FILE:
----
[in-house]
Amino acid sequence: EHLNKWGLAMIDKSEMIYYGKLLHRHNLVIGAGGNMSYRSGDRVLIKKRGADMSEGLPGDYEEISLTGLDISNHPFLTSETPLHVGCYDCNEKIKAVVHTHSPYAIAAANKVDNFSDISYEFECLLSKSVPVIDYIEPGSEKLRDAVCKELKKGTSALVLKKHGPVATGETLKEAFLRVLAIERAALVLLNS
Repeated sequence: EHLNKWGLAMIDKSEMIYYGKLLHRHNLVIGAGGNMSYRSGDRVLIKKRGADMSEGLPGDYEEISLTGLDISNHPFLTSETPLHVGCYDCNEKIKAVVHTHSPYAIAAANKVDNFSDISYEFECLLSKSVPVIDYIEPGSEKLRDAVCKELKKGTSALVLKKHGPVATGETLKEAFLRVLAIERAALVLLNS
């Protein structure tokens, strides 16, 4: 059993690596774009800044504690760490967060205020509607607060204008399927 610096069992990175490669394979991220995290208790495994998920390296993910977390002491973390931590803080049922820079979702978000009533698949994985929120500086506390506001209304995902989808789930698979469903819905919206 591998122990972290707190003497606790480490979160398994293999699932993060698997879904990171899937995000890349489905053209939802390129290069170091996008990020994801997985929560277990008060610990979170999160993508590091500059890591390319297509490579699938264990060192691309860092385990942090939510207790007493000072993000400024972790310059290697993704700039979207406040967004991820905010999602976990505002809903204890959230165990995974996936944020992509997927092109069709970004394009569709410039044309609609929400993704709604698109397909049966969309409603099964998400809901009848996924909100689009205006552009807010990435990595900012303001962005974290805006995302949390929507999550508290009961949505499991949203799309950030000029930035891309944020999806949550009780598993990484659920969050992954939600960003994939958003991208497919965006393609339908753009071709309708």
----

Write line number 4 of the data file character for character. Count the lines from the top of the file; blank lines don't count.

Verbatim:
């Protein structure tokens, strides 16, 4: 059993690596774009800044504690760490967060205020509607607060204008399927 610096069992990175490669394979991220995290208790495994998920390296993910977390002491973390931590803080049922820079979702978000009533698949994985929120500086506390506001209304995902989808789930698979469903819905919206 591998122990972290707190003497606790480490979160398994293999699932993060698997879904990171899937995000890349489905053209939802390129290069170091996008990020994801997985929560277990008060610990979170999160993508590091500059890591390319297509490579699938264990060192691309860092385990942090939510207790007493000072993000400024972790310059290697993704700039979207406040967004991820905010999602976990505002809903204890959230165990995974996936944020992509997927092109069709970004394009569709410039044309609609929400993704709604698109397909049966969309409603099964998400809901009848996924909100689009205006552009807010990435990595900012303001962005974290805006995302949390929507999550508290009961949505499991949203799309950030000029930035891309944020999806949550009780598993990484659920969050992954939600960003994939958003991208497919965006393609339908753009071709309708």